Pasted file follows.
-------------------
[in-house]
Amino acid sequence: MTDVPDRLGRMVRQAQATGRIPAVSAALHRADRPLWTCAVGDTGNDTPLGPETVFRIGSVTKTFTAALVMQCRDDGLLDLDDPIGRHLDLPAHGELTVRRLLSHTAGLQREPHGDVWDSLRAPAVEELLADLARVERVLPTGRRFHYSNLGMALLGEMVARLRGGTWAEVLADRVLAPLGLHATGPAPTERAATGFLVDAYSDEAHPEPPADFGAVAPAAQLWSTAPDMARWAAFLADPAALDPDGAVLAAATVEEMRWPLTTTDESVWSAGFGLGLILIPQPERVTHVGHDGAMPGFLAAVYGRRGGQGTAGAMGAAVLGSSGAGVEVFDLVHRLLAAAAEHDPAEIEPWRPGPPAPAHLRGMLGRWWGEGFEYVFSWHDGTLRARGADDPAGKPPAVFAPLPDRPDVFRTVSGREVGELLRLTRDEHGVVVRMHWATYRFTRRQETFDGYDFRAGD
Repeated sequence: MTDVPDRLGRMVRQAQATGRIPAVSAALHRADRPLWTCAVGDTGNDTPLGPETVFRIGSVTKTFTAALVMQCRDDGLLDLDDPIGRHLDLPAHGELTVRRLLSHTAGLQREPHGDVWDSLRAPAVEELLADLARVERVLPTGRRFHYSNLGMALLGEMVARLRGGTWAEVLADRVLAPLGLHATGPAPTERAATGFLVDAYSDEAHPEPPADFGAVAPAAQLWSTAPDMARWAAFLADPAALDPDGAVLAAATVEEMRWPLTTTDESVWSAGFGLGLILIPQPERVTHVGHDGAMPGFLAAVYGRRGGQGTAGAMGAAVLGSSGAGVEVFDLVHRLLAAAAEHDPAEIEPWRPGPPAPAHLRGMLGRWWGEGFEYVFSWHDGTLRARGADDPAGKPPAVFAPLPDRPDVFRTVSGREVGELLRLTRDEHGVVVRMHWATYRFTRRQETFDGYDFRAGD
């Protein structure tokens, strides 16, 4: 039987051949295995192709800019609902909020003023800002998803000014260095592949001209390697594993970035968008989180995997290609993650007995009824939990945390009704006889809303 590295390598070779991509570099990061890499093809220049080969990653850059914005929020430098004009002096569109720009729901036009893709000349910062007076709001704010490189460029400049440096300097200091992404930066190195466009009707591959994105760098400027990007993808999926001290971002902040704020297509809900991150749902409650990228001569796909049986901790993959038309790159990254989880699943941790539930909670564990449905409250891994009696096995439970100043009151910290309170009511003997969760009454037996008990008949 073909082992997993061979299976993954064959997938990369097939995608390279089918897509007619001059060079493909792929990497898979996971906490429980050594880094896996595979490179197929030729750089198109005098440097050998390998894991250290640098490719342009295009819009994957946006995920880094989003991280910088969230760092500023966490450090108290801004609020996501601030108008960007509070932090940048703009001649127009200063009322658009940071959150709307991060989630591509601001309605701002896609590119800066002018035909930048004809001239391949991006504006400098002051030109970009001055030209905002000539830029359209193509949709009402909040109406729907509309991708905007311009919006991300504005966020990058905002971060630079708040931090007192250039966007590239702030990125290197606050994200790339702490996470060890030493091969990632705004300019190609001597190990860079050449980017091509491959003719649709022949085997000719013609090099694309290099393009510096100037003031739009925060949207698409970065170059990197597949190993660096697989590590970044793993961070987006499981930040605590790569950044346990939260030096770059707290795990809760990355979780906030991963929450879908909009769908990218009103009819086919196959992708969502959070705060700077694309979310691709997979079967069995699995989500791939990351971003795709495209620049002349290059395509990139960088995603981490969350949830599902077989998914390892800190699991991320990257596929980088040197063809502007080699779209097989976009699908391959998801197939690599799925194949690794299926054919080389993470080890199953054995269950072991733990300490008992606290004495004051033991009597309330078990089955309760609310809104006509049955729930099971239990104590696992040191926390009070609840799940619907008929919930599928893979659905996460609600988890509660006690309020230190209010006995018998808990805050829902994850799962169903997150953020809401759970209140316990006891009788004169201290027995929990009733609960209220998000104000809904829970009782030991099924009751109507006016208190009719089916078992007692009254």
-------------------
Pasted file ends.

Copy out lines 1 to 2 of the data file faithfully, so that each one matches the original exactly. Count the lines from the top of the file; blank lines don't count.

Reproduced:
[in-house]
Amino acid sequence: MTDVPDRLGRMVRQAQATGRIPAVSAALHRADRPLWTCAVGDTGNDTPLGPETVFRIGSVTKTFTAALVMQCRDDGLLDLDDPIGRHLDLPAHGELTVRRLLSHTAGLQREPHGDVWDSLRAPAVEELLADLARVERVLPTGRRFHYSNLGMALLGEMVARLRGGTWAEVLADRVLAPLGLHATGPAPTERAATGFLVDAYSDEAHPEPPADFGAVAPAAQLWSTAPDMARWAAFLADPAALDPDGAVLAAATVEEMRWPLTTTDESVWSAGFGLGLILIPQPERVTHVGHDGAMPGFLAAVYGRRGGQGTAGAMGAAVLGSSGAGVEVFDLVHRLLAAAAEHDPAEIEPWRPGPPAPAHLRGMLGRWWGEGFEYVFSWHDGTLRARGADDPAGKPPAVFAPLPDRPDVFRTVSGREVGELLRLTRDEHGVVVRMHWATYRFTRRQETFDGYDFRAGD